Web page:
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More puff than power  

Since Europeans began squeezing out Australia’s riches, a magic-pudding mythology has wormed into our folklore. It’s part of a fantasy that the land and its resources are endless and infinite. As Norman Lindsay’s storybook character says, “the more ya eats, the more ya gets”.

It probably explains how we are lulled by some of the claims of alternative energy. How often do we hear the mantra, particularly from politicians, “clean, green and totally renewable”?

Well maybe, but first read the fine print.

Wind farms are now the renewable energy source of choice, largely because they are a tested off-the-shelf technology that generates electricity. They are particularly attractive to big investors, such as union superannuation funds wanting to demonstrate that their investments are ethical.

Also they appeal to astute merchant banks that detect a public willing to pay more for an energy source they believe helps the environment, particularly with rules guaranteeing that any power generated will be bought.

For politicians, turbines are big and visible – tangible proof to a worried public that something is being done about human-induced global warming, a problem few people fully understand. Thus Victoria recently announced a wind industry free kick with a new policy to increase the number in the state.

Equally few people seem to understand electricity generation and the grid that distributes it. Some think power is stored in a giant battery down in the Latrobe Valley. Others (including some cabinet ministers), seem to think the system is like a lake into which energy produced can just be poured. In reality, it is more like the vascular system of an animal: inputs and pulse must be carefully regulated or things will go wrong.

Electric energy is one of the foundations of the civilisation we probably take for granted. In Australia, the economy underpinning that civilisation relies on electricity being fairly cheap. We have little else, such as low wages, to keep industries like manufacturing here. What sort of an economy would we have with Chinese rates of pay?

But do technologies such as wind really work and answer our clean energy needs? A decade ago, I was one of the wind-farm faithful, but after closer examination I have become an apostate. Global warming is real and the biggest threat to our planet and species. My main concern about wind farms is that they lull many into thinking something effective is being done, when I suspect it is not.

For starters, wind farms generate for only about 20 to 30 per cent of the time and it is only by chance that any power is generated when it is needed. Take the recent experience of the merchant bank spin-off Babcock and Brown Wind Partners. With 19 wind farms on three continents, the company has faced a $10 million profit downgrade because the recent heatwave in Spain and Germany led to “still wind”. In other words, it did not blow when consumers wanted air-conditioning.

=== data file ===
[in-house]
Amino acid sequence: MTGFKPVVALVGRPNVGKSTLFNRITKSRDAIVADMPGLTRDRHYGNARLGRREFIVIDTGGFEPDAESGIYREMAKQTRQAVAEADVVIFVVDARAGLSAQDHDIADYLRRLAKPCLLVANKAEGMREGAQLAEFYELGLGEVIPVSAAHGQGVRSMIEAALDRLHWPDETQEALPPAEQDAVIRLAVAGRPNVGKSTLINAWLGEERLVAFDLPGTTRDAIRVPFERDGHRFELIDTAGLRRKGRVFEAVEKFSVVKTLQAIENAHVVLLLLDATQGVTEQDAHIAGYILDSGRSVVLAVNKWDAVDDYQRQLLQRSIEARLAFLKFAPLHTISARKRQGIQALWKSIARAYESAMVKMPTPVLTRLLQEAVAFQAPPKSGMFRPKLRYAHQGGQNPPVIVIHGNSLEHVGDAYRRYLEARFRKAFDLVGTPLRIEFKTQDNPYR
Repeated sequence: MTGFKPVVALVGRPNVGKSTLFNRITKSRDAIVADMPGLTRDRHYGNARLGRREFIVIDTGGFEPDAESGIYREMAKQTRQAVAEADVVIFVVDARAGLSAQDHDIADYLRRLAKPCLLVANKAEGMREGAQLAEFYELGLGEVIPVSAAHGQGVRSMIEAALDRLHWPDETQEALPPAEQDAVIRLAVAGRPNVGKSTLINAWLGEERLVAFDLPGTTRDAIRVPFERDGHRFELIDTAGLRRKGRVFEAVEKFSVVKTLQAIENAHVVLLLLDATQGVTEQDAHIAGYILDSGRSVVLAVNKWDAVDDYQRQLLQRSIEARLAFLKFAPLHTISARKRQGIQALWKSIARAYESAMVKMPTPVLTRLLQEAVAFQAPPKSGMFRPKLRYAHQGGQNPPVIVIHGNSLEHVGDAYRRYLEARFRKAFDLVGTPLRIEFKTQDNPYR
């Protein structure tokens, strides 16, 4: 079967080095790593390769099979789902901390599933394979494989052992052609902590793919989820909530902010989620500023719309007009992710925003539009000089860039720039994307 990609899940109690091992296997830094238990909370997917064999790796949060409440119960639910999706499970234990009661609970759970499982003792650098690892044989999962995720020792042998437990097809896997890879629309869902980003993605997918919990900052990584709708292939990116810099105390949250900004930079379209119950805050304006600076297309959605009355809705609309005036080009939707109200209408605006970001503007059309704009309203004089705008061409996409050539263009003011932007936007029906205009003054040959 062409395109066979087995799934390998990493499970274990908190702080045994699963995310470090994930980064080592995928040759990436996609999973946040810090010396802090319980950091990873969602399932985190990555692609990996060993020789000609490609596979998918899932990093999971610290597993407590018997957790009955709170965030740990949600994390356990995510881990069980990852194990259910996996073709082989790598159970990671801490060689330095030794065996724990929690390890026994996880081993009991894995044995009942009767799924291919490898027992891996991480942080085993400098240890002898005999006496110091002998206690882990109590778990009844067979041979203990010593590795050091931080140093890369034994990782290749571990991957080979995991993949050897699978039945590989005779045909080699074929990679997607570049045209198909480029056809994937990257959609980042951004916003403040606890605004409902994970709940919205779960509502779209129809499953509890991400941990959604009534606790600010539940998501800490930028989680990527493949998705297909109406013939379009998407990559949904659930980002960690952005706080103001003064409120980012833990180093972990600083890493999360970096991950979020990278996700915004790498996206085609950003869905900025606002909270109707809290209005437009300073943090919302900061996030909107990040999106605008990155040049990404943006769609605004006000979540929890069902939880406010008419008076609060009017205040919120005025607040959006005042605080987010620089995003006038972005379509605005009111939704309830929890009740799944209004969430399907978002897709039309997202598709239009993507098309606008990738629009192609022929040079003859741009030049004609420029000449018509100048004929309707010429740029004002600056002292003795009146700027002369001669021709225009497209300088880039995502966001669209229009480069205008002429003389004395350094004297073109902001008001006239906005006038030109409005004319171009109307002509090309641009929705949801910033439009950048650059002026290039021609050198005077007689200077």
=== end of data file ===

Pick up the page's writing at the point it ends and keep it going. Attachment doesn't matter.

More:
Australia’s electricity supply on our east coast is managed by the National Electricity Market Management Company. It is charged with meeting demand with supply at the most economical price. In any power system, electricity comes from two forms, baseload and peak. The first are the big power stations that produce bulk electricity – in our state from brown coal, while nuclear power is touted as a greenhouse-friendly alternative.

Peak power usually comes from hydro or gas – more expensive, more environmentally friendly but able to be stopped and started according to demand.

Where does wind come in? In a sense it doesn’t, because NEMMCO does not count it as power generation, because it can’t be called up like other forms. Rather, it is classified as a drop in demand. As well, wind does not normally displace coal power, it displaces the more environmentally sound but expensive generators such as hydro-electricity and gas.

In addition, because of its unreliability wind has to be backed up to 90 per cent of its claimed capacity by other forms of generators. Also, the output is relatively low per dollar spent. The State Government has a report it won’t release that sources have said confirms this.

Victoria’s biggest power station, Loy Yang A, produces 2000 megawatts. The average wind turbine produces about one megawatt in ideal wind conditions. Imagine the area of the state that would need to be covered in turbines to replace the 6395 megawatts we get from coal. Don’t forget to back it up about 90 per cent for reliability.

There are, however, alternative energies with baseload prospects such as using steam from underground hot rocks to power generators. Another intriguing project is the 500-megawatt solar tower, proposed for near Mildura, where a huge greenhouse would generate hot air to be sucked up a 500-metre- high tube, turning embedded wind turbines. The company behind it, EnviroMission, claims this also offers the renewable holy grail of being able to store energy, in this case in the heated ground.

While hard reality means clean energy might not be blowing in the wind, it might well be in the updraft.

By Geoff Strong
Senior Staff Writer

The Age

10 August 2006

This article is the work of the source indicated. Any opinions expressed in it are not necessarily those of National Wind Watch.

The copyright of this article resides with the author or publisher indicated. As part of its noncommercial effort to present the environmental, social, scientific, and economic issues of large-scale wind power development to a global audience seeking such information, National Wind Watch endeavors to observe “fair use” as provided for in section 107 of U.S. Copyright Law and similar “fair dealing” provisions of the copyright laws of other nations. Send requests to excerpt, general inquiries, and comments via e-mail.

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